It is suggested that you start with a mantra of some sort. That’s what I did in the start and still do. I use the following:

“May all beings be well. May they be happy. May they be healthy. May they be at peace. May they be free from pain and suffering.”

I repeat this three to five times as I focus on my breath. Then I move my focus to the following where I direct this peace mantra toward each of these people or groups of people, as I envision golden-white, glowing light surrounding each:

  1. First: Myself
  2. Second: Someone who has deeply cared for me that I love and respect in return.
  3. Third: A close friend or family member.
  4. Fourth: A neutral person—stranger, neighbor, grocery store clerk, someone I may or may not know.
  5. Fifth: Someone I dislike or have a conflict with.
  6. Sixth: All beings. I expand the feelings generated thus far to all beings in the world. I surround the Earth with the light and peace mantra.

I close with a simple chant of, “Om Mani Padme Om,” to invoke Chenrezig (a.k.a Avalokiteshvara), the embodiment of compassion.


Impermanence is the idea that all of conditioned existence, without exception, is transient, evanescent, inconstant.

Buddhism declares that there are five processes on which no human being has control and which no one can ever change. These five processes are namely, the process of growing old, of not falling sick, of dying, of decay of things that are perishable and of the passing away of that which is liable to pass. Buddhism however suggests that escape from these is possible and it’s through Nirvana.”

Fighting any of these five processes is exactly what creates suffering. By default, suffering creates aggression. Accepting and embracing them creates joy and freedom. I never knew it was so simple. I spent a lifetime complicating all aspects of life. When I found this, I was exhausted.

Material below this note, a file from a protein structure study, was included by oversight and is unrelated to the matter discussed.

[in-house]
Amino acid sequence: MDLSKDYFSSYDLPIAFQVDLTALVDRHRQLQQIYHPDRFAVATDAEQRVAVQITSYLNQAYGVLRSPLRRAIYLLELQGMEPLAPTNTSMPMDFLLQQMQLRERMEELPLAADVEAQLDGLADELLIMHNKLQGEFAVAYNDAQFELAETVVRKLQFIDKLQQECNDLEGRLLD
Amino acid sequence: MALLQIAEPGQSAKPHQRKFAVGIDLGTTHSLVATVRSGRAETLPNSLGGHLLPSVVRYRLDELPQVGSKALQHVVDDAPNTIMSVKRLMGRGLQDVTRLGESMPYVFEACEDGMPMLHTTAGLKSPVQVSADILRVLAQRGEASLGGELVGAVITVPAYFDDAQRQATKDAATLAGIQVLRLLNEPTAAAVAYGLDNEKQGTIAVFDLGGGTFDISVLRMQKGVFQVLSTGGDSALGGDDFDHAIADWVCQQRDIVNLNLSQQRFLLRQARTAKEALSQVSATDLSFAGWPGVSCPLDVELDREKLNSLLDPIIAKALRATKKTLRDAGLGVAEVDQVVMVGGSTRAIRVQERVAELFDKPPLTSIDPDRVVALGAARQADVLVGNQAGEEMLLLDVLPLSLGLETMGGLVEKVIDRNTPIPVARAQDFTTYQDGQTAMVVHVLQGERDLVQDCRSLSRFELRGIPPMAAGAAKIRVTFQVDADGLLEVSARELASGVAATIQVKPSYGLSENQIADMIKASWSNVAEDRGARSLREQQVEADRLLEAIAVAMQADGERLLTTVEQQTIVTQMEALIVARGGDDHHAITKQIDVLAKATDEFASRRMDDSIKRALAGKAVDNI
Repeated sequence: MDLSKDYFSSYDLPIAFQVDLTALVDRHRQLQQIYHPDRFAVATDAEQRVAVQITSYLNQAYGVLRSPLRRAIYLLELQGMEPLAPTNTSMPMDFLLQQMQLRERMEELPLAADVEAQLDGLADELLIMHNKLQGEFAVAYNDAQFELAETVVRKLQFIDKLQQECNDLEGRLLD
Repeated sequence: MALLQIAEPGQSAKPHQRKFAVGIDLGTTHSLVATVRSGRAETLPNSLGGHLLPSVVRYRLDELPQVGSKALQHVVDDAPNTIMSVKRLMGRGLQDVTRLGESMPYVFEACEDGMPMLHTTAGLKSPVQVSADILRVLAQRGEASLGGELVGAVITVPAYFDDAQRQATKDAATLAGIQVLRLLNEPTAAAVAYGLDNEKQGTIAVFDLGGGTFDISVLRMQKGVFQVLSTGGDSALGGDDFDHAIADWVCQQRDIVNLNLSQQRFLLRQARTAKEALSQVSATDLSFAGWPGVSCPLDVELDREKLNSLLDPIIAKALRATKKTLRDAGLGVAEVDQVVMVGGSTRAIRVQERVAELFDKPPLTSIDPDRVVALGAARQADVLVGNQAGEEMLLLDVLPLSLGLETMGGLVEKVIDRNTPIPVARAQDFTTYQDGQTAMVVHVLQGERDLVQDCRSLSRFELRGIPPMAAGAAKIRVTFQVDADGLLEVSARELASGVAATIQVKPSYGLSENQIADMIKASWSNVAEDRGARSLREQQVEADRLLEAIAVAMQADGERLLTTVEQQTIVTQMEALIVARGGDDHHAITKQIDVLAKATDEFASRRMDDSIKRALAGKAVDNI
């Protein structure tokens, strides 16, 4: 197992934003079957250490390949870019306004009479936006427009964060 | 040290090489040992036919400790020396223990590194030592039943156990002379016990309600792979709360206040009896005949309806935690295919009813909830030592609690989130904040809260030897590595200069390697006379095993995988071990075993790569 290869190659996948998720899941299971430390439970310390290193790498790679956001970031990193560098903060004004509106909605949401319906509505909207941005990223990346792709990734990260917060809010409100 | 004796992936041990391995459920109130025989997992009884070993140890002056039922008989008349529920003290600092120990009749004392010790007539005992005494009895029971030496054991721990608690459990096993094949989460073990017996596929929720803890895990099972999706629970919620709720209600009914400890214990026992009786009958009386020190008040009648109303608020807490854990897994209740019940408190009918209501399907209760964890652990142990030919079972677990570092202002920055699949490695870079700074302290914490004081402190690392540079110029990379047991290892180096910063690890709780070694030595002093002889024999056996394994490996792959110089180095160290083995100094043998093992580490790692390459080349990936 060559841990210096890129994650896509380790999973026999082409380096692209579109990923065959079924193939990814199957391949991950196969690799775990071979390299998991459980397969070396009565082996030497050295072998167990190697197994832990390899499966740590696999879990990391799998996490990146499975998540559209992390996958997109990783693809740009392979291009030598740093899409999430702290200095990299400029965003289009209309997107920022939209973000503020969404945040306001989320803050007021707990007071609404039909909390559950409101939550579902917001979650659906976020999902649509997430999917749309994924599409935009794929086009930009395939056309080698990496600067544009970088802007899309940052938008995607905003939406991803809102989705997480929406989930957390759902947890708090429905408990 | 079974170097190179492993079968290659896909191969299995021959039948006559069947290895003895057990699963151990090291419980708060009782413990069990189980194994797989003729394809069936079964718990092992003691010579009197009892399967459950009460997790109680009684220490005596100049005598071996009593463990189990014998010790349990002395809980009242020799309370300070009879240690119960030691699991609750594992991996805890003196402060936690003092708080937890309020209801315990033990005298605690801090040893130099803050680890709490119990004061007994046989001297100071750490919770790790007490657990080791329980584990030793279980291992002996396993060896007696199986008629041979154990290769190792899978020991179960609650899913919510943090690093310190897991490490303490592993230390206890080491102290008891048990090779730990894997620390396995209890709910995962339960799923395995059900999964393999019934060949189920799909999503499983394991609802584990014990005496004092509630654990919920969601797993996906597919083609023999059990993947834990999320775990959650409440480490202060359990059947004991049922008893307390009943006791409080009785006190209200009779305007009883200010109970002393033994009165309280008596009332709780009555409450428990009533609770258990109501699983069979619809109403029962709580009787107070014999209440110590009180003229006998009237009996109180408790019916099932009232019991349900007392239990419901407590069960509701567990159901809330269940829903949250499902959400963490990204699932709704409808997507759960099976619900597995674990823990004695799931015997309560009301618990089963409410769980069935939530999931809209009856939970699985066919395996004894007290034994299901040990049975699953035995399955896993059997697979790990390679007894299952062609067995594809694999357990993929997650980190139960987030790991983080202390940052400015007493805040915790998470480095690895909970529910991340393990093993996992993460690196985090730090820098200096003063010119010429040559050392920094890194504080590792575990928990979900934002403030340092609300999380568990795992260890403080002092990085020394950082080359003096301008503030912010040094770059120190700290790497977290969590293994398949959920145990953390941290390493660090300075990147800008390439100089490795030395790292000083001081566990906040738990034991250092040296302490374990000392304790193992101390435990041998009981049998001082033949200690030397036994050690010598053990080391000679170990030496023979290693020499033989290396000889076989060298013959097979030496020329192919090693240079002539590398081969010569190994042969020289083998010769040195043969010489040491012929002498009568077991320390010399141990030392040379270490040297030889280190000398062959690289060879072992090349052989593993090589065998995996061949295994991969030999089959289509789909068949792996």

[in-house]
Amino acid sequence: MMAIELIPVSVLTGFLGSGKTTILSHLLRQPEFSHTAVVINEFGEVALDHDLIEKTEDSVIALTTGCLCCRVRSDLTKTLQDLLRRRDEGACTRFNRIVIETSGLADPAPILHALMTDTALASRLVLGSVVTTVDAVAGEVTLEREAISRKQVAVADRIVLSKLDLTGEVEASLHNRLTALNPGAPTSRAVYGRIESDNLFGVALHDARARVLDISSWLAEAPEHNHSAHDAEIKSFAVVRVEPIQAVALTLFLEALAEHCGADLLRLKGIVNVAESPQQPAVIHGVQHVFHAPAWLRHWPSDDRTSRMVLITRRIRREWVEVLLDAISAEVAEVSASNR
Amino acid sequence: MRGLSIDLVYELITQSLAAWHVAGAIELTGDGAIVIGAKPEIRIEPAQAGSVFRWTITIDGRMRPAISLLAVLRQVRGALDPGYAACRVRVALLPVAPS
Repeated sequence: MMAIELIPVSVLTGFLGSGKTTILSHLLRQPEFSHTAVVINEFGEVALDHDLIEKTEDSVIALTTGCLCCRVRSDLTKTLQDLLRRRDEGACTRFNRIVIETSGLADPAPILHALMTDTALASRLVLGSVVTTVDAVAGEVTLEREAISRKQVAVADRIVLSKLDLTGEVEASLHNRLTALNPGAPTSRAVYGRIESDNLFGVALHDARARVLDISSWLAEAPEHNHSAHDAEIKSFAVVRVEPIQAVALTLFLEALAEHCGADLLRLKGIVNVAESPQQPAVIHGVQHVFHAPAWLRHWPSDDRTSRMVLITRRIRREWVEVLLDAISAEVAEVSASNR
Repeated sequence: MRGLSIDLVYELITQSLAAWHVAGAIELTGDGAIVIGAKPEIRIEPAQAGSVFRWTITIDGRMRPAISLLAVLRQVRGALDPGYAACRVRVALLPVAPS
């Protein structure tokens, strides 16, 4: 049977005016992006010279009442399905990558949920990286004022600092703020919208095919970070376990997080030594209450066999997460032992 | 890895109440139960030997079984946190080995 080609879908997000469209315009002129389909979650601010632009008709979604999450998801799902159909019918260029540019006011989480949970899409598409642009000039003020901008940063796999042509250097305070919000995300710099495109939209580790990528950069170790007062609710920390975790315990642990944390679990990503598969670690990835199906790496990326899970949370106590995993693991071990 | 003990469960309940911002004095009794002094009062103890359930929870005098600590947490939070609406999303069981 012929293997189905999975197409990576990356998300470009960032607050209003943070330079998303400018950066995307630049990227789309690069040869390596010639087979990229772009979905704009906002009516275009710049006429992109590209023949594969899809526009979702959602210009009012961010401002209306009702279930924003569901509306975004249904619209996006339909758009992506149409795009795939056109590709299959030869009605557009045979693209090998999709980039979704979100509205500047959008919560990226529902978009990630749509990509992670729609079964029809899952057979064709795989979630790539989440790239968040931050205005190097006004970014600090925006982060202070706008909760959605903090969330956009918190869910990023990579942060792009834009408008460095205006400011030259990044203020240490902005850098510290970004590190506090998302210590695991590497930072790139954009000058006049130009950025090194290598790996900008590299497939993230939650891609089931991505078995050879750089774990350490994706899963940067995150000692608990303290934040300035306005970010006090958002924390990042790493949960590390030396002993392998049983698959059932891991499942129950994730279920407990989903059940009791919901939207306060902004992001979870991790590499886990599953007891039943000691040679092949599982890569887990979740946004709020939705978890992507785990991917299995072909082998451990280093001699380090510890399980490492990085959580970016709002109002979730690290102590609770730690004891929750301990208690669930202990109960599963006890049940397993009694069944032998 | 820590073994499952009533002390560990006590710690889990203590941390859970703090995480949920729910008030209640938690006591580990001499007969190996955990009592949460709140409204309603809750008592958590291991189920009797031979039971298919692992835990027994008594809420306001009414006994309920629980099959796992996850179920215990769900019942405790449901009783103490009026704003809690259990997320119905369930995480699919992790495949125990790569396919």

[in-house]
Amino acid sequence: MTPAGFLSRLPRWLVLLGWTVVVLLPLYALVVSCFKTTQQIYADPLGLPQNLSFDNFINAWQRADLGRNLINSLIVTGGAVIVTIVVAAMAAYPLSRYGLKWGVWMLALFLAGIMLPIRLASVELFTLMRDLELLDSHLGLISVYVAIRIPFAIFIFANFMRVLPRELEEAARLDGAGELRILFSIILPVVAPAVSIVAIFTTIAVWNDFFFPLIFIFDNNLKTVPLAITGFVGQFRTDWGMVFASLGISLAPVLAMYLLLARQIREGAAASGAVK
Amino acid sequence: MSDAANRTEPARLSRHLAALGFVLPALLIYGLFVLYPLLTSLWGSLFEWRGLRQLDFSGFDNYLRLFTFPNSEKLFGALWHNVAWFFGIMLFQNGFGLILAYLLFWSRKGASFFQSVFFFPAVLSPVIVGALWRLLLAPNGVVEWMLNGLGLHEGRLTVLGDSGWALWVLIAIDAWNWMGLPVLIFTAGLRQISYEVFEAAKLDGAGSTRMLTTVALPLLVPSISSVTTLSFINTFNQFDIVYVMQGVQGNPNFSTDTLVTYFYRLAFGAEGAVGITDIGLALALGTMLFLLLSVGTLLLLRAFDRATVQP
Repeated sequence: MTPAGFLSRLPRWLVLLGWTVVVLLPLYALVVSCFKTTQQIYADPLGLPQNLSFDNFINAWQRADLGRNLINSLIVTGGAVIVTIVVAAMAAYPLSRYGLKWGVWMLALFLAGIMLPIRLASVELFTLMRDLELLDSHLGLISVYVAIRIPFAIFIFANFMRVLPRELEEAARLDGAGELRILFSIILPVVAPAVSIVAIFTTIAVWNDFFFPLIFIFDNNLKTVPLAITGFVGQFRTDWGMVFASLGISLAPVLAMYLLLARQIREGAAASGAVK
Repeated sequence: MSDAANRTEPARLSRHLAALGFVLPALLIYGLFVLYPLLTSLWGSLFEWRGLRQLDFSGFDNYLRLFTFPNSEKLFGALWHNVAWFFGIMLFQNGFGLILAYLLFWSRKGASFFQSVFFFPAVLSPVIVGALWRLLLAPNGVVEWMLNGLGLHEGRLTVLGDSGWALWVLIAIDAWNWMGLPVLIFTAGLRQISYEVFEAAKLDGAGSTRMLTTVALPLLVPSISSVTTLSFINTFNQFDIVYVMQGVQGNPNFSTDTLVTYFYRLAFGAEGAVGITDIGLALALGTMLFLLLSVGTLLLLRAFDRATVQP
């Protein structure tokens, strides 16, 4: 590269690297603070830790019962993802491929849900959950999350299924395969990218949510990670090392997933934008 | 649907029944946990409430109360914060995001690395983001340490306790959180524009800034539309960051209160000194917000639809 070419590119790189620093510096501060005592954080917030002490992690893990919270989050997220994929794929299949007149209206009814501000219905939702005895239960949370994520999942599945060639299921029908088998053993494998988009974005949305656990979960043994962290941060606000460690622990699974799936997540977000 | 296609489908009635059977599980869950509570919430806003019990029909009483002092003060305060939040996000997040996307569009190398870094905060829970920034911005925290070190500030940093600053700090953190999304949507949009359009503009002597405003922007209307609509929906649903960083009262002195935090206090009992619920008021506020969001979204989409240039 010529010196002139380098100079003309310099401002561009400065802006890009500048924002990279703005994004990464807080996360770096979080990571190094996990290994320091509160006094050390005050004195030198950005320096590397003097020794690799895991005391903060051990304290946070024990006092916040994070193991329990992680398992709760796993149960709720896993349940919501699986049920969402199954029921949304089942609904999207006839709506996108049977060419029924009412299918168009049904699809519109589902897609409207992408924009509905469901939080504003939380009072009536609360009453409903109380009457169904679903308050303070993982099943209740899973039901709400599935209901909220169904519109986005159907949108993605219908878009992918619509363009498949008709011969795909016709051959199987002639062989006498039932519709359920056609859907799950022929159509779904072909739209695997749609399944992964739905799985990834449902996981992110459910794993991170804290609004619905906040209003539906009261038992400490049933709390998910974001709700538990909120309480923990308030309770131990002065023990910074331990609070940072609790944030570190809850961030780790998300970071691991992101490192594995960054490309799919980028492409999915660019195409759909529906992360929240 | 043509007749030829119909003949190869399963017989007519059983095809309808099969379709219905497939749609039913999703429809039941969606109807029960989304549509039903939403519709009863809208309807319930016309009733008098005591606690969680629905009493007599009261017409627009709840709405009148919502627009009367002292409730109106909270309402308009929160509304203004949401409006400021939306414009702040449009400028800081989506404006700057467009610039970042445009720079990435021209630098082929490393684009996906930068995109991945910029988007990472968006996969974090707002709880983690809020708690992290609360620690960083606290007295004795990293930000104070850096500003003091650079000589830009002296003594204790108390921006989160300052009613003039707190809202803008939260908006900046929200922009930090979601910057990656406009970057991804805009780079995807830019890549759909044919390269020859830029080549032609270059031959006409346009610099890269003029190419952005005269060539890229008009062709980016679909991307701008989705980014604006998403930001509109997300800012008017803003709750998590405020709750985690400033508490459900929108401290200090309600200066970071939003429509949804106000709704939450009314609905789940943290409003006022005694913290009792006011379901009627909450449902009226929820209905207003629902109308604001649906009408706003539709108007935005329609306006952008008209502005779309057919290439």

I spent my whole life resisting all change. I thought if things would just be a certain way forever, life would be good, and I would be happy. If all would just go according to plan (my plan specifically), I would find and maintain happiness. I didn’t grasp that my plan might not be the bigger picture. I couldn’t comprehend that I wasn’t the ruler of the universe, so I stayed in lousy situations and jobs because I feared change and I didn’t trust. 

“To put it concisely, we suffer when we resist the noble and irrefutable truth of impermanence and death.” ~ Pema Chödrön

When we accept that all the world is nothing but energy in constant motion manifesting in various ways, we can start to understand that nothing is forever. It’s our egoic need for stability and permanence that trips us up. We get so caught up in our idealism of how we believe the world should look, as well as our opinions of what is “right” and “wrong,” and all this does is keep us oppressed under an illusion of separation and a constant state of overwhelm.

When we step away from ego and our need to know and control, we find a space of freedom from the weight of the world because this too shall pass.

We can have faith in the ever shifting, dynamic energy that rules the universe.

We can’t save the world, and once we free ourselves from the illusion and grip of egowe come to see this. What we can do is alleviate aggression and suffering within ourselves so that we can hold a space of love and compassion so as not to become prisoner of those who would hold us hostage with their fear, terror, and aggression.

May it be of benefit.




Author: Lindsay Carricarte

Image: Wikimedia

Editor: Travis May